Will the race for a coronavirus vaccine cause a biotech bubble?
The coronavirus has sparked a race to find a vaccine and investors have rushed to gain exposure, but it is a high-stakes game with equally high risks.
Coronavirus pandemic pushes pharmaceutical and biotech stocks to record highs
Stock markets around the world may have started to stage something of a recovery since the sell-off in March that was sparked by the coronavirus pandemic, but one area has already gone on to reach new all-time highs.
Pharmaceuticals and biotech stocks have been propelled into the spotlight as the coronavirus highlights the importance of healthcare and sparks a race to find a vaccine or treatment. The Legal & General Health & Pharmaceutical Index, which tracks the largest companies in the industry, hit new all-time highs in May, as did other similar indices around the world including the FTSE 350 Pharmaceuticals & Biotech index and the Nasdaq Biotech Index.
Investors pile into small biotech stocks
Investors have ploughed hundreds of billions into the industry as they try to gain exposure, and the biggest beneficiaries have been a slew of small biotech stocks that have exploded in value. US company Moderna, which is credited with being the first out the gate when it announced it was developing a potential vaccine in February, before most countries had even recognised the pandemic, saw a company with minimal revenue and high losses more than quadruple in value to almost $30 billion in less than three months. Another US firm Vaxart, which is developing a potential oral vaccination, saw its shares multiply ten-fold between the start of the year and 27 April.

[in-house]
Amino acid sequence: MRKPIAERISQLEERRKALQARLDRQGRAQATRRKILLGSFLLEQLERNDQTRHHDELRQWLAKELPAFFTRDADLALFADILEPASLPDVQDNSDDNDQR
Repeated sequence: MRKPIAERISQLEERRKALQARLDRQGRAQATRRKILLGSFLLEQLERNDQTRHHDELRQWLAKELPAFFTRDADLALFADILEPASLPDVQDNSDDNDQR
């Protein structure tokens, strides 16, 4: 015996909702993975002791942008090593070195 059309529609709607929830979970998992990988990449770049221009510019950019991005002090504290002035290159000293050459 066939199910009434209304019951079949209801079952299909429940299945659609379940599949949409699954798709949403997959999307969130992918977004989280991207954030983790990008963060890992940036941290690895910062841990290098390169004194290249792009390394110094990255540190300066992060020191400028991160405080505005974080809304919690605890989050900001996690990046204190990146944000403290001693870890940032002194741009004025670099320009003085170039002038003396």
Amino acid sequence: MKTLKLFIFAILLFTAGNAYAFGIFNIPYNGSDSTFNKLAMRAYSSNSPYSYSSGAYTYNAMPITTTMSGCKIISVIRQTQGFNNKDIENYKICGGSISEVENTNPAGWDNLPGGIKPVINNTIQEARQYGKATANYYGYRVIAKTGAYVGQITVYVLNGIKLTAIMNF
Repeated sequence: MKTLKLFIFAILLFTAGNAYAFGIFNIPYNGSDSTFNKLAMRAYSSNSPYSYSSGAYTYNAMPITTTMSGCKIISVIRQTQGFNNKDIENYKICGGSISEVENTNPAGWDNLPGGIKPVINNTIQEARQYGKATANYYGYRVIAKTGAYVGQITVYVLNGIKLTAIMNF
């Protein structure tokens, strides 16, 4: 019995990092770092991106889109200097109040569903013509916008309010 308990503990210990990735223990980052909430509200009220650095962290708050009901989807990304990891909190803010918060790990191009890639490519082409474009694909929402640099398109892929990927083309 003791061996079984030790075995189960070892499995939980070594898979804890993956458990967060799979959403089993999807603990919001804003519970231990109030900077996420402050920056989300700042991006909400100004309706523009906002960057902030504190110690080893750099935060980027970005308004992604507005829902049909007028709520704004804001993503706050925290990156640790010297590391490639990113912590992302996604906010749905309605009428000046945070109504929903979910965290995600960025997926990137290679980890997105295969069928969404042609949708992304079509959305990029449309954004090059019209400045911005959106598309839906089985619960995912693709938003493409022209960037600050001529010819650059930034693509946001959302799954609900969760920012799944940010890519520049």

The industry has outperformed the wider market since the lows seen in March, with nearly every major index still in negative territory for the year. For example, the FTSE 350 is still down 18% since the start of the year, while the Dow Jones is still trailing 9.7%.
This trend is not limited to the US. UK small-cap Synairgen saw its shares soar more than 1000% between the start of the year and 14 April as investors piled in on its plans to develop a potential treatment for coronavirus. Both South Korean outfit Genexine and Japanese biotech firm Takara Bio have seen their shares more than double since unveiling separate vaccine development plans.